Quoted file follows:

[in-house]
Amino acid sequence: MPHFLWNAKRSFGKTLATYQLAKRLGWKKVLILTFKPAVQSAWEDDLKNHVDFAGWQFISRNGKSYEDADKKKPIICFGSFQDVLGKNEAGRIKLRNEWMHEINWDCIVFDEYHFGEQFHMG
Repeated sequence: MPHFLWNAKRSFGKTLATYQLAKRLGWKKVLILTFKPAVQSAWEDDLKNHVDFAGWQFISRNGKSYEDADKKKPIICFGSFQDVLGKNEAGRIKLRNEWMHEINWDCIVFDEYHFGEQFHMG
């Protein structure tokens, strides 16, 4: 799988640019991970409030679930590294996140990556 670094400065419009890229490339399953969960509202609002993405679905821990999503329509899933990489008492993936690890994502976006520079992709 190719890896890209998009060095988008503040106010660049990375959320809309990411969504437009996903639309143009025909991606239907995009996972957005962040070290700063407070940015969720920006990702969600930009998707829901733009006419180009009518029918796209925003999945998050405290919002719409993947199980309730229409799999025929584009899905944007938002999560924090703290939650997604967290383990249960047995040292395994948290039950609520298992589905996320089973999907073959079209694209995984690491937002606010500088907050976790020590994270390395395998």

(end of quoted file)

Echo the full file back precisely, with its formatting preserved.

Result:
[in-house]
Amino acid sequence: MPHFLWNAKRSFGKTLATYQLAKRLGWKKVLILTFKPAVQSAWEDDLKNHVDFAGWQFISRNGKSYEDADKKKPIICFGSFQDVLGKNEAGRIKLRNEWMHEINWDCIVFDEYHFGEQFHMG
Repeated sequence: MPHFLWNAKRSFGKTLATYQLAKRLGWKKVLILTFKPAVQSAWEDDLKNHVDFAGWQFISRNGKSYEDADKKKPIICFGSFQDVLGKNEAGRIKLRNEWMHEINWDCIVFDEYHFGEQFHMG
């Protein structure tokens, strides 16, 4: 799988640019991970409030679930590294996140990556 670094400065419009890229490339399953969960509202609002993405679905821990999503329509899933990489008492993936690890994502976006520079992709 190719890896890209998009060095988008503040106010660049990375959320809309990411969504437009996903639309143009025909991606239907995009996972957005962040070290700063407070940015969720920006990702969600930009998707829901733009006419180009009518029918796209925003999945998050405290919002719409993947199980309730229409799999025929584009899905944007938002999560924090703290939650997604967290383990249960047995040292395994948290039950609520298992589905996320089973999907073959079209694209995984690491937002606010500088907050976790020590994270390395395998």